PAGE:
The thickness of the wheel spacers actually depends on the distance of the wheel gap. For example, if your wheel gap is 25mm, you can go 1-inch wheel spacers without any problems. Considering your personal preferences, the thickness of your spacer may need to be adjusted. Many people would like to push the wheels and tires out of the fenders to achieve a more powerful and aggressive stance.
You can get wheel spacers from 3mm all the way up to 75mm in the market. By measuring the wheel gap, you can estimate how much farther out the wheel needs to be. Another option is to buy several washers, do a series of test fits, and measure the total thickness of the washers used on one wheel bolt. Then, choose the wheel spacers of that thickness.
How Do Wheel Spacers Stop Rubbing?
When pushing the wheels out, you get more inside rim space. As this space increases, you lower the risk of the tire rubbing the suspension or brakes. Larger brake calipers require more inside wheel space to fit. If you have 40mm space for OEM brake calipers and you need at least 49mm space for aftermarket brake calipers, then 12mm wheel spacers will be very useful. At this point, wheel spacers are effective to keep the caliper from rubbing the wheel spokes.
When using wheel spacers, always stick to high-quality hub-centric spacers. It is also important to confirm that the wider track will allow the tire to clear the fenders in all positions. Turn the steering wheel to the left and right on the spot, and check whether there are tires rubbing with the fenders. (If there is a rubbing issue, you need to replace the wheel spacers with a smaller thickness).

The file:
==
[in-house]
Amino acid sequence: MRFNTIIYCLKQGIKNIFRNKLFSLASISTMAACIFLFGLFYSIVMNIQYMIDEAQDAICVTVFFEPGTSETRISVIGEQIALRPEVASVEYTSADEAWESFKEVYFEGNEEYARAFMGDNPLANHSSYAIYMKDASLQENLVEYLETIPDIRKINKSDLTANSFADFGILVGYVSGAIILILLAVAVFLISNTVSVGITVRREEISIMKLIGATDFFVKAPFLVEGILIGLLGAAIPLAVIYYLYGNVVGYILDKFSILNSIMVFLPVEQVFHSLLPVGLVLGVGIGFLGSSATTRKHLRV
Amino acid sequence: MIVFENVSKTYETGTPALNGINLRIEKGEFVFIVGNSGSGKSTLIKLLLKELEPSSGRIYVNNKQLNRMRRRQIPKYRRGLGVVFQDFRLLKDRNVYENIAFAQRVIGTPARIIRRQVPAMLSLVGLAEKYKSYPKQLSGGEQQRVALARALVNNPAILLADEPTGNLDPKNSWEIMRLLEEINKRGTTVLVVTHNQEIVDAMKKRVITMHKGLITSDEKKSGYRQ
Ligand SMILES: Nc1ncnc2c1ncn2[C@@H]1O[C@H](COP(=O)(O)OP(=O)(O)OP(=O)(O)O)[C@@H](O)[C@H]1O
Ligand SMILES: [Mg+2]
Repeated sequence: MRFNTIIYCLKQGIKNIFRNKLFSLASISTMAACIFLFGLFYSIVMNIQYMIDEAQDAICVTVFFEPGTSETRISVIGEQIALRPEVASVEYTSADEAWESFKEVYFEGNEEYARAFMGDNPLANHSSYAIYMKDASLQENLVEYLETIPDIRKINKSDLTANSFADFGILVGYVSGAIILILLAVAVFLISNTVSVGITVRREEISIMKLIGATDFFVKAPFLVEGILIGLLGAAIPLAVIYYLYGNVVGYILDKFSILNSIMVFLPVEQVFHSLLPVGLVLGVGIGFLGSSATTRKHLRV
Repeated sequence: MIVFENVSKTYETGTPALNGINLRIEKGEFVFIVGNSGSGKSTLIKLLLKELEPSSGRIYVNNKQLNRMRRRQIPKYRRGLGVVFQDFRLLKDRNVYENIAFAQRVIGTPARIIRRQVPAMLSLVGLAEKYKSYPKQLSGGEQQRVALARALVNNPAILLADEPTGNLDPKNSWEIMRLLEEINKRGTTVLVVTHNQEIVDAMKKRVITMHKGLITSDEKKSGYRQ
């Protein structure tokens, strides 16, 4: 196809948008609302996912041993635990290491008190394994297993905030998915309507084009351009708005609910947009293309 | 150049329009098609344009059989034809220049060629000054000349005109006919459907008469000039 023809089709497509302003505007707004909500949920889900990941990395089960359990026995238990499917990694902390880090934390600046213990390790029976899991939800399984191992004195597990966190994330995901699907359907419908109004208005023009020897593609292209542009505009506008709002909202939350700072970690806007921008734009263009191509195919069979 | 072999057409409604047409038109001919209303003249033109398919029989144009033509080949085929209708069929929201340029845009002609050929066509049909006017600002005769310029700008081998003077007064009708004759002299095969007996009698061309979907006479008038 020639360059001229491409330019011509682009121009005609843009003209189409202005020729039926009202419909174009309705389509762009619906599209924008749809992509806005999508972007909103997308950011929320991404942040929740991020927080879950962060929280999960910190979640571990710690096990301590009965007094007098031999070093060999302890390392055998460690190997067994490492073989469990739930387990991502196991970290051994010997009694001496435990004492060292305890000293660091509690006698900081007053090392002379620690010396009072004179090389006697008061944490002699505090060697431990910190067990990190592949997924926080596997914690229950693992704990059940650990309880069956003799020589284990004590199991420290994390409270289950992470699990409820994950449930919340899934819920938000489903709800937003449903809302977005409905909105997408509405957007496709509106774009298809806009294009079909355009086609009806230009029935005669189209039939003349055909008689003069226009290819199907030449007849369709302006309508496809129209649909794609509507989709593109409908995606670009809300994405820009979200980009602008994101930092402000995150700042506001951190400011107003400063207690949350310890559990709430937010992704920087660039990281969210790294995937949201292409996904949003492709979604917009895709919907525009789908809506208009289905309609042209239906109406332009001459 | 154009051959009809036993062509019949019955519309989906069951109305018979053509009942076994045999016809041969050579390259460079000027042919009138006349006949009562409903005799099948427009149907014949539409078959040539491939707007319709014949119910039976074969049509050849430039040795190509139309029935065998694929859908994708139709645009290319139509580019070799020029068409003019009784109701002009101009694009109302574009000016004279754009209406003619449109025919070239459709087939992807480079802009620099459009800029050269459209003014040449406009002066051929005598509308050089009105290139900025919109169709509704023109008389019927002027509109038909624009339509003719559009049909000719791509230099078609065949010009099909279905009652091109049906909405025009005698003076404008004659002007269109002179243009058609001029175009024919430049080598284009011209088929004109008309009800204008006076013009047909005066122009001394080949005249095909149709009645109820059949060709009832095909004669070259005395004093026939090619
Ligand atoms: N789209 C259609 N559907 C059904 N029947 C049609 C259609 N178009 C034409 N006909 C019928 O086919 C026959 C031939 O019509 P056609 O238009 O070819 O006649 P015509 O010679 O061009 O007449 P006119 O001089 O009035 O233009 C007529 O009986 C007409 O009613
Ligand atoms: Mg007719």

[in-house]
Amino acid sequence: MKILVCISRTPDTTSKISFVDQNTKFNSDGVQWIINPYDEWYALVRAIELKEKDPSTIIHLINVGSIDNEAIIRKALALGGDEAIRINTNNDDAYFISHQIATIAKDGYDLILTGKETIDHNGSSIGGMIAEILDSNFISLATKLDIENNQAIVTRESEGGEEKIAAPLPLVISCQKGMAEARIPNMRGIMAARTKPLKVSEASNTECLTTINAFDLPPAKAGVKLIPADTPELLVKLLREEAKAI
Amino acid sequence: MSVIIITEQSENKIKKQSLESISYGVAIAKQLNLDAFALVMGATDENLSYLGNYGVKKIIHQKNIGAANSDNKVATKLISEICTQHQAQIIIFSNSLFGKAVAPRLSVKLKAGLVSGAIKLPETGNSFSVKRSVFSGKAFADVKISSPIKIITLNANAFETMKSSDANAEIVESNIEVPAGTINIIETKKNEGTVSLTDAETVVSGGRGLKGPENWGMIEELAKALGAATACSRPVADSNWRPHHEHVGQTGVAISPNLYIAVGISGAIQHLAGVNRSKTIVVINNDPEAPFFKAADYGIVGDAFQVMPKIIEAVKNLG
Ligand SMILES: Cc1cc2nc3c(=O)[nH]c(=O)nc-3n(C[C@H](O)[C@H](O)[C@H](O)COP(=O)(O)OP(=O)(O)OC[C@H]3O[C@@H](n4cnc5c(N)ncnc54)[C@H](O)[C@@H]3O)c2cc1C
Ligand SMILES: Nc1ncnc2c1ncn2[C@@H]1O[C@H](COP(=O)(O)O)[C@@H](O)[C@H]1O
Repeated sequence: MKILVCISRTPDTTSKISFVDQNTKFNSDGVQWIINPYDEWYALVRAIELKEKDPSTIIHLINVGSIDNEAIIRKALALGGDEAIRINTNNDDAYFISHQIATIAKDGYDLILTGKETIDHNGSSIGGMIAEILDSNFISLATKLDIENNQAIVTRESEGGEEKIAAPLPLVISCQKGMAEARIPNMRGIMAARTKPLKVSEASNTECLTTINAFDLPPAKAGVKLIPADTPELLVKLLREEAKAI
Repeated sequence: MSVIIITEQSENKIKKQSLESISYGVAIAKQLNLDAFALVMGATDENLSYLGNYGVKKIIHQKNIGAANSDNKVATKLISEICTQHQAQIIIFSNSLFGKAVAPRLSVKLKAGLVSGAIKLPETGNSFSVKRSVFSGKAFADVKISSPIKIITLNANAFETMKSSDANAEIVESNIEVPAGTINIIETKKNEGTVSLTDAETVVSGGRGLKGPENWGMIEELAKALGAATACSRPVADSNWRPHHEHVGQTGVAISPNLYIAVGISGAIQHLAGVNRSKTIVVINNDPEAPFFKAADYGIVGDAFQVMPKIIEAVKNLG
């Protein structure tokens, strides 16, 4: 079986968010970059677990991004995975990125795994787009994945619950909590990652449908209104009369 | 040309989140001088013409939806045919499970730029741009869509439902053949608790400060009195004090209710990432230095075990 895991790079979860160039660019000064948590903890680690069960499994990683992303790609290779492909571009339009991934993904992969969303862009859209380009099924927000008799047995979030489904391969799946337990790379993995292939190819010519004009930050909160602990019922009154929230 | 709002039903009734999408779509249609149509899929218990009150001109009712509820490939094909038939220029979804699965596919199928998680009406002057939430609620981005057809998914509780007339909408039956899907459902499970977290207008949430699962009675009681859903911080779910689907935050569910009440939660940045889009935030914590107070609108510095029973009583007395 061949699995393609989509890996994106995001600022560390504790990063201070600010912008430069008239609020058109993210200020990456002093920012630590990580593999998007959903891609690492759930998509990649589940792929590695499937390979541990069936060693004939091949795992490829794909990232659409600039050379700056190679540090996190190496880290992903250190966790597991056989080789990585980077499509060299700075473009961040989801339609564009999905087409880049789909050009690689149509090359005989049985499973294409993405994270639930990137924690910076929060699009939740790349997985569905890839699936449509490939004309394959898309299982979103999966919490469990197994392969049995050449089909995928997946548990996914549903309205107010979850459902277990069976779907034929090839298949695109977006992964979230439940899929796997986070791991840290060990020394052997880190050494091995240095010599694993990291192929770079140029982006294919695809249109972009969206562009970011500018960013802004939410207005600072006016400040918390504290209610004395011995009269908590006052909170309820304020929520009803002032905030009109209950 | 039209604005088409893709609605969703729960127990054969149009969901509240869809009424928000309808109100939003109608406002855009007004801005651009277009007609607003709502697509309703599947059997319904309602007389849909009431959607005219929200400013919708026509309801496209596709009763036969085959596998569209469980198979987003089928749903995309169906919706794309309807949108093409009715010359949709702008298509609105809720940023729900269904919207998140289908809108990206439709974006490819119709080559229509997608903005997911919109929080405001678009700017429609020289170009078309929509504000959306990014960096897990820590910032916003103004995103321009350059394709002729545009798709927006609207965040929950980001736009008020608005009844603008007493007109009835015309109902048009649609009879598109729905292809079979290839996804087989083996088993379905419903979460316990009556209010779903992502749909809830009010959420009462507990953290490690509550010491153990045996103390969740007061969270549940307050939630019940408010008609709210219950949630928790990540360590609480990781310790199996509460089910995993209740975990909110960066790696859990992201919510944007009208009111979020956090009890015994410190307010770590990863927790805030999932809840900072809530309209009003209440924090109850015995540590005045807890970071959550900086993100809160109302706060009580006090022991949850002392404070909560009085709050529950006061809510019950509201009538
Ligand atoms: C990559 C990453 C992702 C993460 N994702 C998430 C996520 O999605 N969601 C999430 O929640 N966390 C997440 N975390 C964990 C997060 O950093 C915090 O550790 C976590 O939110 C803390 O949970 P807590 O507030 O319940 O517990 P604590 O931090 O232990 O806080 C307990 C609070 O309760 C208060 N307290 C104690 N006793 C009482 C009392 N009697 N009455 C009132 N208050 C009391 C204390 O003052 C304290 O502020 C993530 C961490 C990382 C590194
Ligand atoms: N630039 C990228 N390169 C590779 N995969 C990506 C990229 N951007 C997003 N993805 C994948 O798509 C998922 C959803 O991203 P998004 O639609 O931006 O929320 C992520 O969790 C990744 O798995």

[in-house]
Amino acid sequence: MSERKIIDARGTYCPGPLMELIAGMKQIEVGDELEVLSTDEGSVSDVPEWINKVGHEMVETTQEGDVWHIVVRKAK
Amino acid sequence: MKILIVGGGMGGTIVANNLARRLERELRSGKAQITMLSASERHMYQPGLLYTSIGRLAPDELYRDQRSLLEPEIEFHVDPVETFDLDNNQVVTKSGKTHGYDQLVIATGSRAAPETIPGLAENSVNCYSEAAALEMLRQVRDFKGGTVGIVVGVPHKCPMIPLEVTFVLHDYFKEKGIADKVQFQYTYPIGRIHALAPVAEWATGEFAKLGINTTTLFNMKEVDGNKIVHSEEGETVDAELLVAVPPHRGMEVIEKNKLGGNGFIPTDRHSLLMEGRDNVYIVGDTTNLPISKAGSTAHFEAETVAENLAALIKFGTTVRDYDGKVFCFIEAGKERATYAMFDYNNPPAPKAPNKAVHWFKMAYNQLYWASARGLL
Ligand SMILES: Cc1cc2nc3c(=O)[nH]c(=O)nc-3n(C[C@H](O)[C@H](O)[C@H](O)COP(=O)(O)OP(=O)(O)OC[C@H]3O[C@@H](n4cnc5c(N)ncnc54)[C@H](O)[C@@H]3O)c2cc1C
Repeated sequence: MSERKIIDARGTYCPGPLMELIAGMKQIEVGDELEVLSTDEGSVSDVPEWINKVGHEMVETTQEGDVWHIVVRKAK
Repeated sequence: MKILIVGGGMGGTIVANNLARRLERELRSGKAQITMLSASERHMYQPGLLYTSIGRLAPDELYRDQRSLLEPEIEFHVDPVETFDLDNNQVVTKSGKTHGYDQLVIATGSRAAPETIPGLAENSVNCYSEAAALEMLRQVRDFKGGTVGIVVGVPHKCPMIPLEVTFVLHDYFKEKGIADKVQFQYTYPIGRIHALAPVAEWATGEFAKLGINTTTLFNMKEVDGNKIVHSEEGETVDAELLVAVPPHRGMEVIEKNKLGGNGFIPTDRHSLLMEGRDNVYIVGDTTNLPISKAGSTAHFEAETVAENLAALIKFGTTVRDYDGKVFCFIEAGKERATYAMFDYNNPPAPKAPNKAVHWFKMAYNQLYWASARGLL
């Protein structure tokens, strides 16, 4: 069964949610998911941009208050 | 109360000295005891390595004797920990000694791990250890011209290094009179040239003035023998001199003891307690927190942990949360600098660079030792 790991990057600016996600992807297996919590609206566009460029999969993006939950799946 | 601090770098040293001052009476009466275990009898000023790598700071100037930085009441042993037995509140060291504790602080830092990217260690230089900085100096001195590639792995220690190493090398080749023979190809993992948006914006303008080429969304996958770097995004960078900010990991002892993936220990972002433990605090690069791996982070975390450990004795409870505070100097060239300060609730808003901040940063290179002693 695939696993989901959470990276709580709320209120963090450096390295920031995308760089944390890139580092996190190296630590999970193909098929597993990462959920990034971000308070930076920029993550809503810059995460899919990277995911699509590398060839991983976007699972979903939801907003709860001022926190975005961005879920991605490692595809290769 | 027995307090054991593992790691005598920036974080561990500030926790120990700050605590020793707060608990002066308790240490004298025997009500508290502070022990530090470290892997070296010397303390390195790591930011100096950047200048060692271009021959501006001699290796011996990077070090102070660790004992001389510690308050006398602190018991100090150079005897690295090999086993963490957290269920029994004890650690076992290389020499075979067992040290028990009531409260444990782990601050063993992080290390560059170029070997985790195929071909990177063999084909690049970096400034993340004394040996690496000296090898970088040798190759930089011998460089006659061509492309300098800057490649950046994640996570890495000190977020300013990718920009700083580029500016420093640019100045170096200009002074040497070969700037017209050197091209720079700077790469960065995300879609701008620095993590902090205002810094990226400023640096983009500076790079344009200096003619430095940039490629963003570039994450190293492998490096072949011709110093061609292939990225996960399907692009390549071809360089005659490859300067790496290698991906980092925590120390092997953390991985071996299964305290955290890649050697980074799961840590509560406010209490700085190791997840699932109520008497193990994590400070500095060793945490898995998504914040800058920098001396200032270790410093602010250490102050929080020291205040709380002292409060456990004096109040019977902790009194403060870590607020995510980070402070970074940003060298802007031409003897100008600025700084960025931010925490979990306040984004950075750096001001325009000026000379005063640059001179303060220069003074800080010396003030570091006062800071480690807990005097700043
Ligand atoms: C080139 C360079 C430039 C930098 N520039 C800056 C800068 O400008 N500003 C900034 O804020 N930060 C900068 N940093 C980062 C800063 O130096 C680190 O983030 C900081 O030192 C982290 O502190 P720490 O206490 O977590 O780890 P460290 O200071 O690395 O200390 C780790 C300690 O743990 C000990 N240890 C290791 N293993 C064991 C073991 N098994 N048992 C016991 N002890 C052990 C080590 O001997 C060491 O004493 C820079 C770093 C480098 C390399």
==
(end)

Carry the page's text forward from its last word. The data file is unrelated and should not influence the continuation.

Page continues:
How Long Can Wheel Bolts Be?
When installing wheel spacers, whether your vehicle uses wheel bolts or nuts, there is one more important consideration – “thread engagement”. It refers to the number of threads that are engaged during the installation. Some wheel spacers will reduce the thread length of your OEM wheel lugs so anytime it is vital to ensure a proper thread engagement. The exact measurement varies by stud/bolt size.
A rule of thumb is that you need enough thread length as the diameter of the wheel bolt shows. For instance, an M14 wheel bolt would need 14mm threads to ensure a safe engagement. In general, the bolt or nut should turn from 6.5 to 8 turns during the engagement. Sometimes, longer bolts or studs can be used. They have a small “shank” that protrudes into the wheel past the lug seat, providing the extra thread contact you need.